Discovery Wall

Tuscaloosa is one of only a handful of cities to present this generation of technology. The Interactive discovery wall is far more than a vast computer screen; it is a portal to the unknown. Start your journey with points of interest like people, places or events, then let yourself wander through a continuously expanding web of content. Discover legendary figures from our community’s past – the difference makers who helped shape our city. Travel from place to place, uncovering hidden gems and points of pride in the area as you go. Or dive into a continuously evolving collection of special curations – from sports to history to food and music – you never know what you will discover next at the Gateway.

Jay Welborn

Welborn heard that a storm was threatening two stores in West Tuscaloosa. Realizing it was headed for Alberta, he ushered customers and workers into the coolers. His store became a refuge and triage center for stunned citizens. The good news is, Alberta is rebuilding and coming back even stronger.

The late Robert T. Wade

Wade began printing when he was in ninth grade and continued until he was drafted into the U.S. Navy after graduating high school. He was in the Navy for two years, then attended Alabama A & M. After college, Wade worked for The Hale County News in Moundville. He started his own business, Wade Printing, in 1953, and ran it until he became ill in 2015.  He and his late wife raised seven children.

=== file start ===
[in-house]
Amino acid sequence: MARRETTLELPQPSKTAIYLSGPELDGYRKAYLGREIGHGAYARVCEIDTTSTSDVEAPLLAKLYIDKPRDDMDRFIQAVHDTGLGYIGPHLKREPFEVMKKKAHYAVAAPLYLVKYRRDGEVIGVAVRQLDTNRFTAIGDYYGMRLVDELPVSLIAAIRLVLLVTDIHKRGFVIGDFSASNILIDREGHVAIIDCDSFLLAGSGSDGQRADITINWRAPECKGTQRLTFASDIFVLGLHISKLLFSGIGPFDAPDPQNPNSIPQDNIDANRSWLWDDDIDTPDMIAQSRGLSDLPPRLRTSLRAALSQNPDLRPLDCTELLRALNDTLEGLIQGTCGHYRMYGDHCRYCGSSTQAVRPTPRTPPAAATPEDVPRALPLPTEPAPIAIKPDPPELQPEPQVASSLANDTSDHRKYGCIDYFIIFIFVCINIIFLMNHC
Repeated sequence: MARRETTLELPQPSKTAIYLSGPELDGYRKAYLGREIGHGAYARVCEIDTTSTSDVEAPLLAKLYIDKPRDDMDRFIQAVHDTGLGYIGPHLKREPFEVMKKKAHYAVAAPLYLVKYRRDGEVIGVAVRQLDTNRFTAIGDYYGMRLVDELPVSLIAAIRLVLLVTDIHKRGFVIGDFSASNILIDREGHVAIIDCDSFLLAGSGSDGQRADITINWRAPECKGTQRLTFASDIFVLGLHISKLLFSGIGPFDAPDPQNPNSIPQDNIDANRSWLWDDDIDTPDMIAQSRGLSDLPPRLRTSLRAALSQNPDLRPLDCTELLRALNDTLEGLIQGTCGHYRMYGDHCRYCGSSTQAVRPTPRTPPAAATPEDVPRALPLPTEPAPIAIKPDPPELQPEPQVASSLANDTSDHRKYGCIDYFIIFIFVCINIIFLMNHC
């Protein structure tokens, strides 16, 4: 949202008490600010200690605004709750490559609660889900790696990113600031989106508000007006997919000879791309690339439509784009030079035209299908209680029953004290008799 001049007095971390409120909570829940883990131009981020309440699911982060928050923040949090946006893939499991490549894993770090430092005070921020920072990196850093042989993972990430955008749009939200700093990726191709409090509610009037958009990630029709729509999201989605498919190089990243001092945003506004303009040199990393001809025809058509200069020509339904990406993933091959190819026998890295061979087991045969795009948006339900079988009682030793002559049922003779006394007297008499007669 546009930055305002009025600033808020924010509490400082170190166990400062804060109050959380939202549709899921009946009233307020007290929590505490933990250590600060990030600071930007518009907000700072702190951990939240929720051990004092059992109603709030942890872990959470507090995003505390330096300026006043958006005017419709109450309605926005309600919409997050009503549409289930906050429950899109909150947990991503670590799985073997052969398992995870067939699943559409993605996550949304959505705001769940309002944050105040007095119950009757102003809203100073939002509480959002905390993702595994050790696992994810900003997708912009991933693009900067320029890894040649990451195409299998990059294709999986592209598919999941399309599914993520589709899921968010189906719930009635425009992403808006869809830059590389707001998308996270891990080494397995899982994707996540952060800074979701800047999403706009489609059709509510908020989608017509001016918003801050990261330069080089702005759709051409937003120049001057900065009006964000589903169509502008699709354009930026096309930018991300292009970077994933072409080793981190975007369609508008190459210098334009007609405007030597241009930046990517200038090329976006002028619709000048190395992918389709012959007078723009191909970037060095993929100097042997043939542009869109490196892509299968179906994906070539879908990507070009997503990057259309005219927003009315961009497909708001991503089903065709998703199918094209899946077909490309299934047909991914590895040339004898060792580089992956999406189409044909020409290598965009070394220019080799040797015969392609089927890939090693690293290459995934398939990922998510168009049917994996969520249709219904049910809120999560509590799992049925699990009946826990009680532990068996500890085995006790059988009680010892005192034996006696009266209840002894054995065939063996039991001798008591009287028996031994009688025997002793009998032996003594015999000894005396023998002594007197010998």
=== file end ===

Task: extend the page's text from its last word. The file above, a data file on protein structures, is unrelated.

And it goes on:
Ruth Eaton Cummings Bolden

“Readers are leaders.” That was her motto. She helped found a library in West Tuscaloosa and worked for the civil rights movement. She passed away at the age of 94, but left a great impression on our community. In 1948, she got county money to start a library in the local community center.

Dinah Washington

Despite a relatively short career, Dinah Washington laid claim to being one of the major jazz voices, and one of the most versatile of all jazz singers.  Her full-bodied voice made her become one of the most popular black female recording artist of the fifties.

Good Day Tuscaloosa!

City Councilor Kip Tyner hosts a local television program, “Great Day Tuscaloosa,” that is produced daily on Comcast Channel 21. The show provides an hour of programming that residents can’t get anywhere else. Nearly every guest who appears on the show lives in the Tuscaloosa area.

Robert E. Witt

Dr. Witt has had an undeniable impact on the growth of the Tuscaloosa area. During his nine-year tenure as President of The University of Alabama, he led an ambitious plan to improve academic excellence and competitive strength that has positioned UA as one of the fastest-growing public research universities.

Steam Dummy

Streetcar service began in the Druid City in 1883 with the arrival of the first horsecar trolley. Operated by the Tuscaloosa Street Railway, mules and mustangs pulled the streetcars on rails throughout the city. This “contraption” was in use for over a decade before the tracks were taken up by city order in 1896.

American Christian Academy

American Christian Academy is a thriving private school, grades pre-k through high school. Through partnerships with the parents, ACA’s main focus is to instill Christian character and academic excellence while developing a spiritual, intellectual, and cultural education for each student.

First Baptist Church

Organized in 1818, First Baptist is the oldest church in Tuscaloosa County. The first building was made with logs. A brick structure was completed in 1830 and a larger one at the same site in 1884. An educational building was erected 1924 and the sanctuary that exists today was finished in 1958.